BLAA DESIGN LEADS TO CONFUSION

Stories are not a typical part of the GoodCarBadCar experience, but tonight’s anecdote is burning within me.

The Good Car Girl and I are about to remove our groceries from our cart and into the backseat of the car after an expensive troll through Sobeys‘ aisles and a difficult decision process in front of the painkillers (too much eye time in front of this screen?) As I reached back to the cart behind me for another bag or two, I saw a man – we’re assuming he was 45 years young – circling a dime about thirty feet from us.

/The Google Earth rendition of tonight’s experience, click to see larger image/

Rotation after rotation after rotation. I am not callously indifferent. Had he been a she, and had she been over 65 or 70 years old, I’d have likely volunteered help, depending upon the friendliness of her countenance. He only had a couple bags, however, and didn’t yet appear stressed out.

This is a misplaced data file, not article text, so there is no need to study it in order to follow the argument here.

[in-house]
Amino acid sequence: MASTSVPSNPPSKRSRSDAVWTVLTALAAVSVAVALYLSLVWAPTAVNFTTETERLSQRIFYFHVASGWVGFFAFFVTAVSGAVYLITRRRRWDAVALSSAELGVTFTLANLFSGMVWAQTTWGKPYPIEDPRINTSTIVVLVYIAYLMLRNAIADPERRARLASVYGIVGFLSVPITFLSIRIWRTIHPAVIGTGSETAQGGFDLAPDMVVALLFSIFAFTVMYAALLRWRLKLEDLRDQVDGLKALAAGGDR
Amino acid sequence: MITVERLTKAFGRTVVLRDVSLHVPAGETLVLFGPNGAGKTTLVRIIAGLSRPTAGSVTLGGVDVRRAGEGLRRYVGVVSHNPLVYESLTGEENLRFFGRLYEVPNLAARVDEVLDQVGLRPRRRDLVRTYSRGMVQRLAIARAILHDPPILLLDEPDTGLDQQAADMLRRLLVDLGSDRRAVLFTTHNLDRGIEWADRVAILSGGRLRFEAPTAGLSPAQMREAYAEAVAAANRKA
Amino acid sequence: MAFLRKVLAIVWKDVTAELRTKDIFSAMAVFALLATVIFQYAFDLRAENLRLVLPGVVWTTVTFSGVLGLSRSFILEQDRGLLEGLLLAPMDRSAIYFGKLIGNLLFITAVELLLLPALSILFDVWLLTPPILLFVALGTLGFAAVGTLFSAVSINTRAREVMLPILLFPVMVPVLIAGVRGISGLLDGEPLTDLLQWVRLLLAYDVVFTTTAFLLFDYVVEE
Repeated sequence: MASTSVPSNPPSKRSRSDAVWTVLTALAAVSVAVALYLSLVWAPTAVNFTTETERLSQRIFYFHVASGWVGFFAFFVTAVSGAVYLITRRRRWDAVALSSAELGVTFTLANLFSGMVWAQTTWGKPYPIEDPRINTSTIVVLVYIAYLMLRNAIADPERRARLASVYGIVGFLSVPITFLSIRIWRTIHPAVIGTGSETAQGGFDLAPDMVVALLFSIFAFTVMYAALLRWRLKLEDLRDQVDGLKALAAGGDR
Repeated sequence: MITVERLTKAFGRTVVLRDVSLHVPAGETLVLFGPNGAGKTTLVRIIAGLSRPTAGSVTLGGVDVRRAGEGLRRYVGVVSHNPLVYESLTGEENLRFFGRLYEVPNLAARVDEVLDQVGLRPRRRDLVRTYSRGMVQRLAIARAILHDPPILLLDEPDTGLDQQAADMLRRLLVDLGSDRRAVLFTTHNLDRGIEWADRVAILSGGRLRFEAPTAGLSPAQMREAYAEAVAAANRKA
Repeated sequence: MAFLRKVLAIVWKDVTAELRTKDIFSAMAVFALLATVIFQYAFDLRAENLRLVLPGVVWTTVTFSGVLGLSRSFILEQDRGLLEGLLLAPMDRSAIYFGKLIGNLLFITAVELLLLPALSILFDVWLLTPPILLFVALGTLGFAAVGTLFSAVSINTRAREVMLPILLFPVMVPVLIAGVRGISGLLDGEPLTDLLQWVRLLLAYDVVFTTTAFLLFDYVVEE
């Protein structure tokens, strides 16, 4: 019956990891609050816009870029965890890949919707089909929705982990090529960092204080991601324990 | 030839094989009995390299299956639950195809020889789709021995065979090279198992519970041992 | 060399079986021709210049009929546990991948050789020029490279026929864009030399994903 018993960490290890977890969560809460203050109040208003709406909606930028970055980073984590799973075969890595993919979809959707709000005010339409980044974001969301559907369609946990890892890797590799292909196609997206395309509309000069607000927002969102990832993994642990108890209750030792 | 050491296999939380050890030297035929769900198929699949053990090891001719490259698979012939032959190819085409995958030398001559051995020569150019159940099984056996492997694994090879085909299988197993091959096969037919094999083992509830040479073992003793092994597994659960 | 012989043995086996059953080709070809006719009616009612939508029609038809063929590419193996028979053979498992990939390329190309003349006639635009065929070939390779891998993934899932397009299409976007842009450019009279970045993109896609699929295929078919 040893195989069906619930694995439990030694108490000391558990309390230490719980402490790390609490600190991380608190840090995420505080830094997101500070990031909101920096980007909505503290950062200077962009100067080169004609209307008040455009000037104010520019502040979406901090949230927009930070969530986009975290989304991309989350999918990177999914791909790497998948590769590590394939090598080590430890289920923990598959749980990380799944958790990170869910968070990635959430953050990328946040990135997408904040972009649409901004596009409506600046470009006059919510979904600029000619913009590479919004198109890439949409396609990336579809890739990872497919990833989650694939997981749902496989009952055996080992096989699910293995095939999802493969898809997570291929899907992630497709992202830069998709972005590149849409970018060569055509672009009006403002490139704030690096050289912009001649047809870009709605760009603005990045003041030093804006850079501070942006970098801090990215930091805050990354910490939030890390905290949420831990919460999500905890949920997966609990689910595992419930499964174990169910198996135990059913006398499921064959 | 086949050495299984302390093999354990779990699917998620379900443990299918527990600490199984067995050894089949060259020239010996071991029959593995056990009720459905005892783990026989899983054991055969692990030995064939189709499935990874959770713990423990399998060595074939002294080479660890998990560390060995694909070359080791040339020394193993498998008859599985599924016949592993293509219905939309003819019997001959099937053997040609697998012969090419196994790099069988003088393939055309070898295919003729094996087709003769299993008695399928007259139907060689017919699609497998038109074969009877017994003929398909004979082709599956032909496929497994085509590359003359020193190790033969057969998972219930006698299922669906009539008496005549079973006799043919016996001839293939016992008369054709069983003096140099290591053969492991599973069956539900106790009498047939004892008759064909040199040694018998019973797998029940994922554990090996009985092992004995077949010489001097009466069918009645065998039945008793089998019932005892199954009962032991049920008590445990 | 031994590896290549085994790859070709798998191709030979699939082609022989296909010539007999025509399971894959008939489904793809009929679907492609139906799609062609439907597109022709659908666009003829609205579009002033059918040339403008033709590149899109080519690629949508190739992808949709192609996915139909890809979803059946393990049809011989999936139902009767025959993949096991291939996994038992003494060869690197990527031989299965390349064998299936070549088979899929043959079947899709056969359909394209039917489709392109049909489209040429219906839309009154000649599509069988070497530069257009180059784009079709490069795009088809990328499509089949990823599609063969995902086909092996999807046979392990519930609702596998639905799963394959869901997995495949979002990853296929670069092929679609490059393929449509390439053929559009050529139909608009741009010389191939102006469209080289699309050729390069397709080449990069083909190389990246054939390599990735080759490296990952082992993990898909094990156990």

I watched as he trodded back towards the entrance to peer afresh over the parking lot. He was only an aisle off from his original presumed location; just two rows of vehicles and a median in the way. But….

His car was silvery-grey. When silver began to take over the colour wheel in the offices of automaker paint choosers, things looked up. Easily cleaned, somewhat classy, refusing to show salt grime. Then, silver took over the consumer’s colour wheel. Now, every second car in the grocery store parking lot is silver. Or so it seems.

Secondly, he was the driver of a previous-generation Camry. Camry, in North America, is synonymous with quality, reliability, and durability.

As well as commonplace, familiar, ubiqitous, routine. Wonderest thou why he couldn’t find his car? Alzheimers, dementia, high stress – none seemed present. He was driving a silver Toyota Camry.

/And this is the so-called sporty version of an ’03 Camry/

The Good Car Girl and I both chuckled. A little less blaa, my friends… a little less blaa would be nice. Give me unique flair, ingenuity, creativity. Escape from the chains that bind your stylistic pens; the bonds that inhibit newer and better proportions from developing. And let this man drive a car with distinguished lines and a vibrant hue. Let it be. Let it be.